Reading matters

Ecosocialist Bookshelf, May 2022

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Democracy, insects, Cuba, plastic, capitalist drug pushers & trespassing. Books for understanding and changing the world

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Ecosocialist Bookshelf is a monthly Climate & Capitalism feature, hosted by Ian Angus. Books described here may be reviewed at length in future. Inclusion of a book does not imply endorsement, or that C&C agrees with everything (or even anything!) these books say.

Eve Darian-Smith
Rising Antidemocracy and the Climate Crisis

Stanford University Press, 2022
As political leaders and big business work together in the pursuit of profits and power, anti-environmentalism has become an essential political tool enabling the rise of extreme right governments and energizing their populist supporters. Eve Darian-Smith examines the out-of-control wildfires that have raged in Brazil, California and Australia, showing that they are closely linked through capitalism, colonialism, industrialization, and resource extraction.

Oliver Milman
The Fall of the Tiny Empires that Run the World

Norton, 2022
Three out of every four of known animal species are insects. Milman dives into the torrent of recent evidence that suggests this kaleidoscopic group of creatures is suffering the greatest existential crisis in its remarkable 400-million-year history. These losses further tear at the tapestry of life on our degraded planet: even insects we may dread, including the hated cockroach, or the stinging wasp, play crucial ecological roles, and their decline would profoundly shape our own story.

Edited by Emily J. Kirk, Isabel Story & Anna Clayfield
Management and Adaptation

Lexington Books, 2022
Cuba’s commitment to disaster preparedness and management has been praised by the UN, Oxfam, and the World Health Organization. This comprehensive analysis of Cuba’s model explores why Cuba’s approach to emergency disaster response is such a success and the aspects that make it so distinct.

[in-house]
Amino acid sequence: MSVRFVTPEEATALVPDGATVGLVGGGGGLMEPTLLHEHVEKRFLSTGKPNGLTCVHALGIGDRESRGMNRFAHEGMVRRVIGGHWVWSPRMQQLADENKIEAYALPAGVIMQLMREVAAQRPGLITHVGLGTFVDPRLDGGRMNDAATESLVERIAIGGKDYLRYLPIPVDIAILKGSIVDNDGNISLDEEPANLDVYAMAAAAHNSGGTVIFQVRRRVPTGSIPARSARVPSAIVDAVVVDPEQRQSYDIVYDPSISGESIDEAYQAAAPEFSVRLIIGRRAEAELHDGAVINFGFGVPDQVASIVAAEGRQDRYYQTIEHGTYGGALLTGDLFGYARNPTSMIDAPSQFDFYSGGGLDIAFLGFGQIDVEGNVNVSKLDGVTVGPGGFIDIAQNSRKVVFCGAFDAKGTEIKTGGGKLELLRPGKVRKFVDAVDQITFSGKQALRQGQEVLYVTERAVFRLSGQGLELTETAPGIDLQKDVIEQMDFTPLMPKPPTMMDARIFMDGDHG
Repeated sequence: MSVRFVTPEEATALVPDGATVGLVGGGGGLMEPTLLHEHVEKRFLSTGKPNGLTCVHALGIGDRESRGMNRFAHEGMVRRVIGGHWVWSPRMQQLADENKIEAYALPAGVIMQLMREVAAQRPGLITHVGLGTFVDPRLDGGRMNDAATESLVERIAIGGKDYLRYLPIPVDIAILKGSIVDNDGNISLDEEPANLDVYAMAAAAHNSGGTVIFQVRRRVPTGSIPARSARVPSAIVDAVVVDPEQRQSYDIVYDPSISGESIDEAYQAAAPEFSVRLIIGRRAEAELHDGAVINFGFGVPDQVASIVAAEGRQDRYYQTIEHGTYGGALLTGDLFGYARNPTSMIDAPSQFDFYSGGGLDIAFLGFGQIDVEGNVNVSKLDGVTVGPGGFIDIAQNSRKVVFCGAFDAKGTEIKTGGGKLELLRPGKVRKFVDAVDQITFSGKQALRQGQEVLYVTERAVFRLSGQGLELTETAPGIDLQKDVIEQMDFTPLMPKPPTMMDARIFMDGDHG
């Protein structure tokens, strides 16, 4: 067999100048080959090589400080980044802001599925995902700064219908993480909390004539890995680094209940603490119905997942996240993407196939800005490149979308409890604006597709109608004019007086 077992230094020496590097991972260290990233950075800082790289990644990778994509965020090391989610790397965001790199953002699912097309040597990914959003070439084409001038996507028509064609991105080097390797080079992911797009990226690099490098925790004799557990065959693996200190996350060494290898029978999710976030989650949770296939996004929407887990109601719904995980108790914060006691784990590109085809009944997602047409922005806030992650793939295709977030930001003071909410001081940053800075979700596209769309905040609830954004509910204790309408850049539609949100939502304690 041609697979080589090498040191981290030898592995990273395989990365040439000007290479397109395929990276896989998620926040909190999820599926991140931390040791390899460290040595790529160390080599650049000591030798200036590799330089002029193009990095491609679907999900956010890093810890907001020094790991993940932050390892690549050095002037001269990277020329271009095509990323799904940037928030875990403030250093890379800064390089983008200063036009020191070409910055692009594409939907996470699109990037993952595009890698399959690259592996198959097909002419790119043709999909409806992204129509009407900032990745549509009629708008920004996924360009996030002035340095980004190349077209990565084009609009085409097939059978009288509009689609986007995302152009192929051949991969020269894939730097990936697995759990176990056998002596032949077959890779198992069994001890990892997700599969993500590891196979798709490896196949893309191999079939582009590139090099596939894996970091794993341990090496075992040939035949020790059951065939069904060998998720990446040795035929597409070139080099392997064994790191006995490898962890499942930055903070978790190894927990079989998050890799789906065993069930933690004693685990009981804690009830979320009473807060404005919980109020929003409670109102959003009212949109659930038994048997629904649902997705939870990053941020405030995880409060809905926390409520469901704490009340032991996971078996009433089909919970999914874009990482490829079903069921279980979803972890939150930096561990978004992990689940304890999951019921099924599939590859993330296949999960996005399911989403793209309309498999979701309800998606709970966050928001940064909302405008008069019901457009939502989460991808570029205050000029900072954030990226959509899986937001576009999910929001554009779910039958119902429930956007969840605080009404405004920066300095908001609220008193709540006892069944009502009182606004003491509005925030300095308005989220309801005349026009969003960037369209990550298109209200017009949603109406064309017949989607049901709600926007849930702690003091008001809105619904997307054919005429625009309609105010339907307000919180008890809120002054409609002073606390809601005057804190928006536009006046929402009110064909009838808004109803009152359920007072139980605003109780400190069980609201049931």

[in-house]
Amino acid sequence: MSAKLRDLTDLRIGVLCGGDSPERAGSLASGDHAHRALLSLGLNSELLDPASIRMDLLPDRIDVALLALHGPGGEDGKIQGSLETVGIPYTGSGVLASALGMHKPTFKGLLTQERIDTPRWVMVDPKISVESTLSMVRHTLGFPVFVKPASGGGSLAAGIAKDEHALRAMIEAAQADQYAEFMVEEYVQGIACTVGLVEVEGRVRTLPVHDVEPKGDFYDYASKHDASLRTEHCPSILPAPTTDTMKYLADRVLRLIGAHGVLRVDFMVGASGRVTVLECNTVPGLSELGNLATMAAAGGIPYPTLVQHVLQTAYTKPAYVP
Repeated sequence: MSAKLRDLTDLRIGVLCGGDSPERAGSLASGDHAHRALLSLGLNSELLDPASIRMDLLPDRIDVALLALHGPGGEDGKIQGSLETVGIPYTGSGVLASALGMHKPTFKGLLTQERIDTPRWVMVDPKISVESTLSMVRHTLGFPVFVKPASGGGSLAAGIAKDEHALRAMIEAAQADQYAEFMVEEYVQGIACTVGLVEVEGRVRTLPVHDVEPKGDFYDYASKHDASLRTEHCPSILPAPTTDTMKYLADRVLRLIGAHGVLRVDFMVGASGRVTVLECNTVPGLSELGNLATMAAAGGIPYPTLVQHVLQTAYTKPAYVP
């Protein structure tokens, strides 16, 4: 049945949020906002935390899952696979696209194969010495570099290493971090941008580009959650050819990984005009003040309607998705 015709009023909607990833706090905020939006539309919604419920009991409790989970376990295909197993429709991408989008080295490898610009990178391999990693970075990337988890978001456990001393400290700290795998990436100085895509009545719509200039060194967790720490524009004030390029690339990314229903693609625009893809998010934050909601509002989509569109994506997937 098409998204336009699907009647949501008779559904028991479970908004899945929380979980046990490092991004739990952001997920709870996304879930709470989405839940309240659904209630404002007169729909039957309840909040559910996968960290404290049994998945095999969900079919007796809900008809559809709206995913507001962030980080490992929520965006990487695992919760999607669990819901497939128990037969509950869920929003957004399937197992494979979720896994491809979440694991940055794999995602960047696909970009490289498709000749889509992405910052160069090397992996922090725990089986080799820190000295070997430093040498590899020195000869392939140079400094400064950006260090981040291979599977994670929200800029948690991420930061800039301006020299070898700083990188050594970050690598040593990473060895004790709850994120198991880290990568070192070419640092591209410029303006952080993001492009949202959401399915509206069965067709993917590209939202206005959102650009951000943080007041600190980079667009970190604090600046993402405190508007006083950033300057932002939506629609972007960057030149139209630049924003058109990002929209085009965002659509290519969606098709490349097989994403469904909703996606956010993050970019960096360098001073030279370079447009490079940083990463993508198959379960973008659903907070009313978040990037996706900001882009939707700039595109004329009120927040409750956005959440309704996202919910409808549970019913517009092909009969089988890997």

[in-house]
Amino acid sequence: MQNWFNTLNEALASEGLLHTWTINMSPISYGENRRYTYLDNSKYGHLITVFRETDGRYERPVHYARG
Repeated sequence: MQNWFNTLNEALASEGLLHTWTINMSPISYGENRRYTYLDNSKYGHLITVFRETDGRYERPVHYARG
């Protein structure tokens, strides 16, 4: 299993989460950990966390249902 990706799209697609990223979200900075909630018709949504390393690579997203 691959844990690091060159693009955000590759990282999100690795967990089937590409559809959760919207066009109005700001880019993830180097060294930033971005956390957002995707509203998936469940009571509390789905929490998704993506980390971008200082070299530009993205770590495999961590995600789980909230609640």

Alice Mah
How Corporations Are Fueling the Ecological Crisis and What We Can Do About It

Polity Press, 2022
Petrochemical and plastics corporations have fought relentlessly to protect and expand plastic markets. From denying the toxic health effects of plastics to co-opting circular economy solutions to plastic waste and exploiting the opportunities offered up by the global pandemic, industry has deflected attention from the key problem: plastics production. We must tackle the problem at its root — the capitalist imperative for limitless growth.

Patrick Radden Keefe
The Secret History of the Sackler Dynasty

Penguin Random House, 2021
Through Purdue Pharma, the Sackler family accumulated vast riches by promoting drug addiction, first to Valium, and then to deadly OxyContin. In a powerful work of investigative journalism, Keefe documents the greed, arrogance and inhumanity of a corrupt capitalist enterprise in search of profits at any cost.

Nick Hayes
Crossing the Lines that Divide Us

Bloomsbury, 2020
In Britain, thousands of square miles of rivers, woodland, lakes and meadows — 92% of the country’s land —  are blocked from public access, enclosed by fences and walls and “protected” by the law of trespass. Nick Hayes of the Land Justice Network has deliberately trespassed on much of that land. Here he describes his experiences, tells the centuries-long story of enclosure, exploitation and dispossession, and argues that the root of social inequality is the uneven distribution of land.